I'm dreading the whole ordeal.  

I'm also choosing to block the impending surgery and two month recovery out of my mind until I absolutely have to face it head on.

By the way, during the next surgery I will be getting 24 electrodes put into my arm and shoulder.  


My favorite number!

How ironic is that?

Not fifteen, not twenty five or thirty – but TWENTY FOUR.

And no, I had nothing to do with the decision to implant 24 electrodes into my body.  That decision was made by my doctor.

Although it may not seem to be the case, I've always had trouble writing about The Accident and The Recovery.  I don't want to bore you for one thing.  Also, it never endsthere is no ending to the story.  I didn't know that would be the case a year or two ago, but I've (sort of) accepted the reality of it now.

And yet, I do write about the accident and its horrible aftermath, even when it makes me feel uneasy.

For those of you who merely think I like to ramble on and on about it, I'd like to explain why I continue to write about this topic.

Sure, it's therapeutic for me to vent, but mainly …

It's because of The Letters.

I get emails every single week.


The emails come from people all over the world.  People with disabilities.  People with chronic pain.  People who have suffered so much more than I ever have, and some people who feel embarrassed because they HAVEN'T suffered as much as I have.  Some people suffer from depression or mental illness, some people have physical disabilities, some people are dying from terrible, merciless, diseases ….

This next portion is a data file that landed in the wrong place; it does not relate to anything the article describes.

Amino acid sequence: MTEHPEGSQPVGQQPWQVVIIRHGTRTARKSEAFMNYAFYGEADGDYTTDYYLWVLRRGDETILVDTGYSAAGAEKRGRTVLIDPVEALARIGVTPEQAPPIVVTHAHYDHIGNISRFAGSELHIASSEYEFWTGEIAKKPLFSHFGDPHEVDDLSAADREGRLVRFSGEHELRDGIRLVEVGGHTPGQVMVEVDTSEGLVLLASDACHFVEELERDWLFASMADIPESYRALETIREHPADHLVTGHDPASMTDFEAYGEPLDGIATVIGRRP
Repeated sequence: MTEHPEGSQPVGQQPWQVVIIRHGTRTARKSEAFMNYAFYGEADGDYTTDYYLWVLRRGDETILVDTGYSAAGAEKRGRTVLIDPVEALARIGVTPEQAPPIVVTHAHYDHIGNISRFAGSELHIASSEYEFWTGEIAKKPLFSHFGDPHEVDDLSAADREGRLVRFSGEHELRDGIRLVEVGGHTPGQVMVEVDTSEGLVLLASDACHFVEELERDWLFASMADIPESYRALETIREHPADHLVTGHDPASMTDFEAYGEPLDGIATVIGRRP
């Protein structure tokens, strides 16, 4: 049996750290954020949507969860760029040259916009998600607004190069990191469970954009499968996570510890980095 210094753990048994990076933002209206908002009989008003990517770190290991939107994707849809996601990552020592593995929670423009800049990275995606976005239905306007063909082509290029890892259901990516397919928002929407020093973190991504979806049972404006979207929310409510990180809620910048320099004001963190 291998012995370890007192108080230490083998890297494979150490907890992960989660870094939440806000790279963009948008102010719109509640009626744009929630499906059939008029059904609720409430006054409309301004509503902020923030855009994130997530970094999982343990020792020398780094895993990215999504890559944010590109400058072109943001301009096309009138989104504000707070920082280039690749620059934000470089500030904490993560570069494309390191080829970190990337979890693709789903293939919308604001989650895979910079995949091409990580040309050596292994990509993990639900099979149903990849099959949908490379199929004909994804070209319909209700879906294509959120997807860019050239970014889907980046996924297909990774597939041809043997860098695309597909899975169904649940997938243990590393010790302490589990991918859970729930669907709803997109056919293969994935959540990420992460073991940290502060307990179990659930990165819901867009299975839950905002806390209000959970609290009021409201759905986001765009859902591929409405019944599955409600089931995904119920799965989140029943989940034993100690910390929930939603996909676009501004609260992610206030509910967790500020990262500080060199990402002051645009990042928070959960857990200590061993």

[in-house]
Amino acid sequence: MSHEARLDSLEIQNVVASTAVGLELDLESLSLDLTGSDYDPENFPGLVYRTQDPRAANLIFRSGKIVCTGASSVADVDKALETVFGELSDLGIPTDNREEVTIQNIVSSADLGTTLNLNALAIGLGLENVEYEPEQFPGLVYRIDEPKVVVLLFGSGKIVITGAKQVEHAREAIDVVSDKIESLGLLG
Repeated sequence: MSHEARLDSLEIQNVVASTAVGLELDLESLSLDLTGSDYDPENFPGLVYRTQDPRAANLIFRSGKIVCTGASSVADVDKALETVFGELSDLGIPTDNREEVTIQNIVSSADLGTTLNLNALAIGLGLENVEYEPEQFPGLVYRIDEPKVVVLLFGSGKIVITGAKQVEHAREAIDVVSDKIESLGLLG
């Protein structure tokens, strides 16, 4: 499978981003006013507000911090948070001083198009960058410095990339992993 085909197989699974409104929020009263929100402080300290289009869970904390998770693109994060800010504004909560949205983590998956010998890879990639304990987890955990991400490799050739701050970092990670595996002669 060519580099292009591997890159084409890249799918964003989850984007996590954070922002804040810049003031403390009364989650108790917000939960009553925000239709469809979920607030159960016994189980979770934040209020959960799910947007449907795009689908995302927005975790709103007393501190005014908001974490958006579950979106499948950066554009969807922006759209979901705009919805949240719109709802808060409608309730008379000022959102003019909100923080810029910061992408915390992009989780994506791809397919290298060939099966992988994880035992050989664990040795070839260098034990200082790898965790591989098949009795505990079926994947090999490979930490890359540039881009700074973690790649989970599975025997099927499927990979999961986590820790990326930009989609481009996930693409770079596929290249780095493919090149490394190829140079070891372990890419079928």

They write to me and they share their stories with me.  

Every single letter touches me deeply.

I feel those letters.  I do.  

I'm not an expert in chronic pain.

I'm not an expert in being disabled or coping with a disability.

I do, however, know what it feels like to be isolated by a situation you don't have control over.  I've learned to empathize in an entirely different way now.  

I also know what it means to struggle, to fight, to give up, and to try again.

And again … and again.

The people who write to me?

They understand IT too.

They reach out to me, because they know I understand IT.

I hear, time and time again, about how my writing, the mere act of writing publicly, has helped other people in some small way. 

And so …

I continue to write about whatever I'm going through.

To those of you who think, "Oh God, here she goes again," I apologize.

This blog is a mix of many things.  It's me.  It's Orange County.  It's humor.  It's travel.  It's photography.  It's sadness.  It's laughter.  It's my battles and triumphs.  And yes, it's also pain and the ongoing struggle to overcome obstacles.  

It's me.

I'm not everybody's cup of tea – I realize that.  

And now I've explained why this part of my life is one of the topics I continue to write about.  

It's because of The Letters.

The Accident and The Recovery are not my whole life, and they aren't my whole blog.   

To those of you who write and tell me, "If you'd stop thinking about it and just move on with your life, you'd get better," I say -

I hope you, or someone you love, never walks in my shoes.

It's not an easy path to walk.

I'm not everybody's cup of tea …

But – I'm genuine.

Twenty Four At Heart is me.

© Twenty Four At Heart